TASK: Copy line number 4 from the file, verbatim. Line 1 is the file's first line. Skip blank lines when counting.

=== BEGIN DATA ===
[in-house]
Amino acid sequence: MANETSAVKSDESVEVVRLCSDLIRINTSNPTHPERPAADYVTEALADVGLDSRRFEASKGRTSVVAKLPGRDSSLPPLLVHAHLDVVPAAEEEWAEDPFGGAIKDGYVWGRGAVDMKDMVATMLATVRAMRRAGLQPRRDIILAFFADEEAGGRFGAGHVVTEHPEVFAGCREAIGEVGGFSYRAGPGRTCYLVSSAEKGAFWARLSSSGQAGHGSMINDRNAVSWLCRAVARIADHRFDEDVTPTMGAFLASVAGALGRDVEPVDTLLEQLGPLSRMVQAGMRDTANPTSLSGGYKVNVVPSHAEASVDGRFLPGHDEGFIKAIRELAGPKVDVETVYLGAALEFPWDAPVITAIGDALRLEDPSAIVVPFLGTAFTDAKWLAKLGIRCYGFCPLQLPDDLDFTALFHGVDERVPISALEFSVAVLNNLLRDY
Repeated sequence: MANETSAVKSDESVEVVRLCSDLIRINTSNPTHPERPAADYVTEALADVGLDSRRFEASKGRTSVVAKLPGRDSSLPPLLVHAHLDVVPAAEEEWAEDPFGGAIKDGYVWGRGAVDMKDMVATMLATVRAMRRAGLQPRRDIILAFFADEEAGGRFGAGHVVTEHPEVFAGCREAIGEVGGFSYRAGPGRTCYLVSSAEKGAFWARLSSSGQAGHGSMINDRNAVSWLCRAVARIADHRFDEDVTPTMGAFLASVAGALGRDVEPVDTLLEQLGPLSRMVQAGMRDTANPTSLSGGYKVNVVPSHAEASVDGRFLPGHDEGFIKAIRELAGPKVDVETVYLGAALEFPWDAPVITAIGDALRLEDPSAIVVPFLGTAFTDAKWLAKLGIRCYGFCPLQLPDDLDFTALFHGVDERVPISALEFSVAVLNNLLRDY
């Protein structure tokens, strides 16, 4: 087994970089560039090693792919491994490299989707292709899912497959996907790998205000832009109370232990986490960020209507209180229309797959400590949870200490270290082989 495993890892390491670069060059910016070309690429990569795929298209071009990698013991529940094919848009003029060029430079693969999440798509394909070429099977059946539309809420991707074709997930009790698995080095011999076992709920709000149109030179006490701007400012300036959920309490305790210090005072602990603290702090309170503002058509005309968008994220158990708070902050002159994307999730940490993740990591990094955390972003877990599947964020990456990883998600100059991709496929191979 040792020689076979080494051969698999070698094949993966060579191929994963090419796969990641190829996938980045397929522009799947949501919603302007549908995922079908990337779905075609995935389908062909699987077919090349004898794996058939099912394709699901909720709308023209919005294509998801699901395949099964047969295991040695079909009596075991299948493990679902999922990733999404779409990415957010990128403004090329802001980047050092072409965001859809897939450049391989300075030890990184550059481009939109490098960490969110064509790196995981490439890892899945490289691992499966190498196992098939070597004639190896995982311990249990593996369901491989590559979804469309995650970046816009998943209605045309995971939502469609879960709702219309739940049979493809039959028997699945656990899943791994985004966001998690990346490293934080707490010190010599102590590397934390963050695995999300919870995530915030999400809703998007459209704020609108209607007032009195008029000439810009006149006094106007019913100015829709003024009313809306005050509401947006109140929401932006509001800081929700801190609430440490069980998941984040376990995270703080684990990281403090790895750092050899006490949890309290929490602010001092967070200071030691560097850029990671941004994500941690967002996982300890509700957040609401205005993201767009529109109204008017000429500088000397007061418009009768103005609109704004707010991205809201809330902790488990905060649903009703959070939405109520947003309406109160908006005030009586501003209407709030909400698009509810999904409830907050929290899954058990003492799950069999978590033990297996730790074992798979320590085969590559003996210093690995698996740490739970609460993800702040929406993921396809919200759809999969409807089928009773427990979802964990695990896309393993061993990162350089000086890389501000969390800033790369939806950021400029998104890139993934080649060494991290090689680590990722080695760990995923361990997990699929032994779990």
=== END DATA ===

């Protein structure tokens, strides 16, 4: 087994970089560039090693792919491994490299989707292709899912497959996907790998205000832009109370232990986490960020209507209180229309797959400590949870200490270290082989 495993890892390491670069060059910016070309690429990569795929298209071009990698013991529940094919848009003029060029430079693969999440798509394909070429099977059946539309809420991707074709997930009790698995080095011999076992709920709000149109030179006490701007400012300036959920309490305790210090005072602990603290702090309170503002058509005309968008994220158990708070902050002159994307999730940490993740990591990094955390972003877990599947964020990456990883998600100059991709496929191979 040792020689076979080494051969698999070698094949993966060579191929994963090419796969990641190829996938980045397929522009799947949501919603302007549908995922079908990337779905075609995935389908062909699987077919090349004898794996058939099912394709699901909720709308023209919005294509998801699901395949099964047969295991040695079909009596075991299948493990679902999922990733999404779409990415957010990128403004090329802001980047050092072409965001859809897939450049391989300075030890990184550059481009939109490098960490969110064509790196995981490439890892899945490289691992499966190498196992098939070597004639190896995982311990249990593996369901491989590559979804469309995650970046816009998943209605045309995971939502469609879960709702219309739940049979493809039959028997699945656990899943791994985004966001998690990346490293934080707490010190010599102590590397934390963050695995999300919870995530915030999400809703998007459209704020609108209607007032009195008029000439810009006149006094106007019913100015829709003024009313809306005050509401947006109140929401932006509001800081929700801190609430440490069980998941984040376990995270703080684990990281403090790895750092050899006490949890309290929490602010001092967070200071030691560097850029990671941004994500941690967002996982300890509700957040609401205005993201767009529109109204008017000429500088000397007061418009009768103005609109704004707010991205809201809330902790488990905060649903009703959070939405109520947003309406109160908006005030009586501003209407709030909400698009509810999904409830907050929290899954058990003492799950069999978590033990297996730790074992798979320590085969590559003996210093690995698996740490739970609460993800702040929406993921396809919200759809999969409807089928009773427990979802964990695990896309393993061993990162350089000086890389501000969390800033790369939806950021400029998104890139993934080649060494991290090689680590990722080695760990995923361990997990699929032994779990």